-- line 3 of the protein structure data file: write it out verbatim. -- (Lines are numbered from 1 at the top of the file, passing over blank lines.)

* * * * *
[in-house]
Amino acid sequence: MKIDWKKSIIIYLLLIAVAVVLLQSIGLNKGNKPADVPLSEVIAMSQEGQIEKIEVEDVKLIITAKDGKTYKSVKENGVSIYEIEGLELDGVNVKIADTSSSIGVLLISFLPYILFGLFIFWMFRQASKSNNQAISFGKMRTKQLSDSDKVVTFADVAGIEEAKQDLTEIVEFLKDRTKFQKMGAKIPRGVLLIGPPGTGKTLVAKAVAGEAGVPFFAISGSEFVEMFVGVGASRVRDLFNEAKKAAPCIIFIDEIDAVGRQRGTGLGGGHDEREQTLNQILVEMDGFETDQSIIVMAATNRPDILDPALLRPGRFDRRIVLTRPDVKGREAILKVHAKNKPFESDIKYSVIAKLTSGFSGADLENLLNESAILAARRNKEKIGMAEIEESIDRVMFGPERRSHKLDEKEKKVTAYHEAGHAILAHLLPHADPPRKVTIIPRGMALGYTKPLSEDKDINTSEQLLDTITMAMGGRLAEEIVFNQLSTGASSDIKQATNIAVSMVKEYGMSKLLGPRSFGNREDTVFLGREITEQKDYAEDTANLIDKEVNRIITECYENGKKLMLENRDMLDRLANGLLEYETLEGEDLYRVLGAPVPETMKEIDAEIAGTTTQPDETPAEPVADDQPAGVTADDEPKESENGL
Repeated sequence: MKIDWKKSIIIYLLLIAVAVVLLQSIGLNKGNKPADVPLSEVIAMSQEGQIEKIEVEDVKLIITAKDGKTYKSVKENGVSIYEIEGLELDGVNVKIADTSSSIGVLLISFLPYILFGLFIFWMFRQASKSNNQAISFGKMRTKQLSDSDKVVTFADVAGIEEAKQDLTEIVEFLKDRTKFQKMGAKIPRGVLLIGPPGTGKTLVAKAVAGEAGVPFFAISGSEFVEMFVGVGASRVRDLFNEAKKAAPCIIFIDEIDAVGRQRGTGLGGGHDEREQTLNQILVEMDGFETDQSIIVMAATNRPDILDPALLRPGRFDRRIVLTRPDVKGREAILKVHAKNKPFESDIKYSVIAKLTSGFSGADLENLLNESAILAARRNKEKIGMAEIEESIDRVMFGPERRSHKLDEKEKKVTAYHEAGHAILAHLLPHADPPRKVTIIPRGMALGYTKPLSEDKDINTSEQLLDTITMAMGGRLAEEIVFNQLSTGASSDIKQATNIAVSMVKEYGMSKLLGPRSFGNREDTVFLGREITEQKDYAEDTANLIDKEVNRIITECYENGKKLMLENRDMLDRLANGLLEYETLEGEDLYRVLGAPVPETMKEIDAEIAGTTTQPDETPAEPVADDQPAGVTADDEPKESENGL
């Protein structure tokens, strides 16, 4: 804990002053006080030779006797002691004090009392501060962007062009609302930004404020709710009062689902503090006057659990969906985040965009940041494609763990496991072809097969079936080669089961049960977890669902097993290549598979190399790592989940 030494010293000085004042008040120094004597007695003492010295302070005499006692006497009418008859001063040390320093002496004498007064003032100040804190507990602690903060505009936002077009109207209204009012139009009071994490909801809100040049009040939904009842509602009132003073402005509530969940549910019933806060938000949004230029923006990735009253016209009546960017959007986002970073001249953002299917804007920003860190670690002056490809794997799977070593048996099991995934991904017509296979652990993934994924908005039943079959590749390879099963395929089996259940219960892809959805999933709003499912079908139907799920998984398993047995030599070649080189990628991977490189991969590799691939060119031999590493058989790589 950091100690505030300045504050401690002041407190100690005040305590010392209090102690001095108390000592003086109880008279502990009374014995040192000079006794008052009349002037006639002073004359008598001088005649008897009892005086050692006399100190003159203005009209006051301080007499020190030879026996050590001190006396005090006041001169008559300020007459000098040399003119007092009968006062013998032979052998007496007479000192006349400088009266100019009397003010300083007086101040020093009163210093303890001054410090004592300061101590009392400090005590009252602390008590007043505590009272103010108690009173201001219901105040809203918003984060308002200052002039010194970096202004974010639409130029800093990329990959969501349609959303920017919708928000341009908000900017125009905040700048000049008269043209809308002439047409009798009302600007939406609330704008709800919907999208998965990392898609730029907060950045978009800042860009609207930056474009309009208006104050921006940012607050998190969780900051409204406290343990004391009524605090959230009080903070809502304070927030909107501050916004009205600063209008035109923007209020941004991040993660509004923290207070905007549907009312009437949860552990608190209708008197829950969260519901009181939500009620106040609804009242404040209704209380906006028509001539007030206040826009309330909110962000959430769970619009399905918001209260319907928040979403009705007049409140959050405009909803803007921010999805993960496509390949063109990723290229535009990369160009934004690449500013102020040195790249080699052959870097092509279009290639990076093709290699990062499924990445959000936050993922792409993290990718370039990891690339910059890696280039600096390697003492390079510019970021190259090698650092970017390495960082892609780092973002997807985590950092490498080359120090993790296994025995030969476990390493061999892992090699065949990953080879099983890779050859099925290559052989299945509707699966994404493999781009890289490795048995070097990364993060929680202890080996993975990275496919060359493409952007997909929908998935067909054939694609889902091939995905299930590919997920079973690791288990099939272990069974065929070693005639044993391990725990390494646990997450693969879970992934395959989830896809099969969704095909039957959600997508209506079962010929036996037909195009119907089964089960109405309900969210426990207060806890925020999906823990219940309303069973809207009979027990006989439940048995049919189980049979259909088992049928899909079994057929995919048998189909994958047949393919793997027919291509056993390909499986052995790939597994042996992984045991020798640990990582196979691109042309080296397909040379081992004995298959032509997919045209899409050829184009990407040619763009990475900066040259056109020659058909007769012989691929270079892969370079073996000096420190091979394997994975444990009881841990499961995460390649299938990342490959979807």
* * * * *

Repeated sequence: MKIDWKKSIIIYLLLIAVAVVLLQSIGLNKGNKPADVPLSEVIAMSQEGQIEKIEVEDVKLIITAKDGKTYKSVKENGVSIYEIEGLELDGVNVKIADTSSSIGVLLISFLPYILFGLFIFWMFRQASKSNNQAISFGKMRTKQLSDSDKVVTFADVAGIEEAKQDLTEIVEFLKDRTKFQKMGAKIPRGVLLIGPPGTGKTLVAKAVAGEAGVPFFAISGSEFVEMFVGVGASRVRDLFNEAKKAAPCIIFIDEIDAVGRQRGTGLGGGHDEREQTLNQILVEMDGFETDQSIIVMAATNRPDILDPALLRPGRFDRRIVLTRPDVKGREAILKVHAKNKPFESDIKYSVIAKLTSGFSGADLENLLNESAILAARRNKEKIGMAEIEESIDRVMFGPERRSHKLDEKEKKVTAYHEAGHAILAHLLPHADPPRKVTIIPRGMALGYTKPLSEDKDINTSEQLLDTITMAMGGRLAEEIVFNQLSTGASSDIKQATNIAVSMVKEYGMSKLLGPRSFGNREDTVFLGREITEQKDYAEDTANLIDKEVNRIITECYENGKKLMLENRDMLDRLANGLLEYETLEGEDLYRVLGAPVPETMKEIDAEIAGTTTQPDETPAEPVADDQPAGVTADDEPKESENGL